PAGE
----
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Kerloch Voti
Qualità su una buona giornata: 3.0
Coerenza del surf: 3.2
Livello di difficoltà: 1.5
Wind e kite surf: 3.0
Folle: 3.0

Overall: 3.0

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Surf Report Feed

Kerloch Swell Statistics, Winter: All Swell – Any Wind

The rose diagram shows the combination of swells directed at Kerloch through an average northern hemisphere winter, based on 7765 NWW3 model predictions since 2006 (values every 3 hours). The wave model does not forecast surf and wind right at the coast so we have chosen the most applicable grid node based on what we know about Kerloch. In this particular case the best grid node is 43 km away (27 miles).

The rose diagram illustrates the distribution of swell sizes and swell direction, while the graph at the bottom shows the same thing without direction information. Five colours show increasing wave sizes. The smallest swells, less than 0.5m (1.5 feet), high are coloured blue. These occurred only 31% of the time. Green and yellow show increasing swell sizes and biggest swells greater than >3m (>10ft) are shown in red. In either graph, the area of any colour is proportional to how frequently that size swell occurs.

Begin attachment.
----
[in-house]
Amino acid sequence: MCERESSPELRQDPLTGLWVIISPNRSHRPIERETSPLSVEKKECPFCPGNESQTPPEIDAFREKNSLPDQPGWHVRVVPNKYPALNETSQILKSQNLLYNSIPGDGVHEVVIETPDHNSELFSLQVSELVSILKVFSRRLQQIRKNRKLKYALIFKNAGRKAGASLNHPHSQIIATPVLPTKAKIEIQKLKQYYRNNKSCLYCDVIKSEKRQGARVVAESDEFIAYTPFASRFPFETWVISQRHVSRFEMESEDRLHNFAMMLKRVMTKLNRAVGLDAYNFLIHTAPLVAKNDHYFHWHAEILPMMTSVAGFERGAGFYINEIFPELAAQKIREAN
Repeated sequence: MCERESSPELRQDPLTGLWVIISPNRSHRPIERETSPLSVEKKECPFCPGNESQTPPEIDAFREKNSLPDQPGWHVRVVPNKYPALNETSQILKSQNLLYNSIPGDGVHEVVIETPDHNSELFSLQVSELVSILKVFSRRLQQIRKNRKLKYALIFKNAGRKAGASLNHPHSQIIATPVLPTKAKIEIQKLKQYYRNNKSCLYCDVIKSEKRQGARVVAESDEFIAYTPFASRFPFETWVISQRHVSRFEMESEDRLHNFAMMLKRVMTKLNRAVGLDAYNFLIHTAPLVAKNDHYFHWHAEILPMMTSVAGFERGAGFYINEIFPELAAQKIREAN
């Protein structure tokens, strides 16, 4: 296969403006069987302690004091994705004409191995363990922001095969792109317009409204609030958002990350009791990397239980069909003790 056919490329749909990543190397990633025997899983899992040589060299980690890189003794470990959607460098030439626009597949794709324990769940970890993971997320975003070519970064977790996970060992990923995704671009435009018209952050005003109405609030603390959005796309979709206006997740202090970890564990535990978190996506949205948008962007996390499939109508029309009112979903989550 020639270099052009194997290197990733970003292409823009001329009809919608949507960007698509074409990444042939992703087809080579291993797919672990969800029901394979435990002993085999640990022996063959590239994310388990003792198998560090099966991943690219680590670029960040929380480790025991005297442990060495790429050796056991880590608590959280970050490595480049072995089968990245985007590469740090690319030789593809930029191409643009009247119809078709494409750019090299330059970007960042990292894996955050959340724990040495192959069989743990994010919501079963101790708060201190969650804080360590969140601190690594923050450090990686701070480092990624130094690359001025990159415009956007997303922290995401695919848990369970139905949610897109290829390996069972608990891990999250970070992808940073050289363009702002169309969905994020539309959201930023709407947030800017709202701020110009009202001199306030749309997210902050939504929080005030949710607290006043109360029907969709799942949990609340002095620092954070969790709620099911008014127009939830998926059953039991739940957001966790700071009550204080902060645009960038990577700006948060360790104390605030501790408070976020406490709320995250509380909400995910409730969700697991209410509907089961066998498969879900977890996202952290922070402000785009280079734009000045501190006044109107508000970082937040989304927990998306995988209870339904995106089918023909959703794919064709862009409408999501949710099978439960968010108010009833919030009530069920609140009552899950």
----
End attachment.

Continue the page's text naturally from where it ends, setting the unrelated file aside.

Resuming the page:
The diagram suggests that the most common swell direction, shown by the largest spokes, was WSW (which was the same as the prevailing wind direction). Because the wave model grid is out to sea, sometimes a strong offshore wind blows largest waves away from Kerloch and offshore. We group these with the no surf category of the bar chart. To simplify things we don't show these in the rose diagram. Because wind determines whether or not waves are clean enough to surf at Kerloch, you can load a different image that shows only the swells that were predicted to coincide with glassy or offshore wind conditions. In a typical northern hemisphere winter, swells large enough to cause surfable waves at Kerloch run for about 69% of the time.

IMPORTANT: Beta version feature! Swell heights are open water values from NWW3. There is no attempt to model near-shore effects. Coastal wave heights will generally be less, especially if the break does not have unobstructed exposure to the open ocean.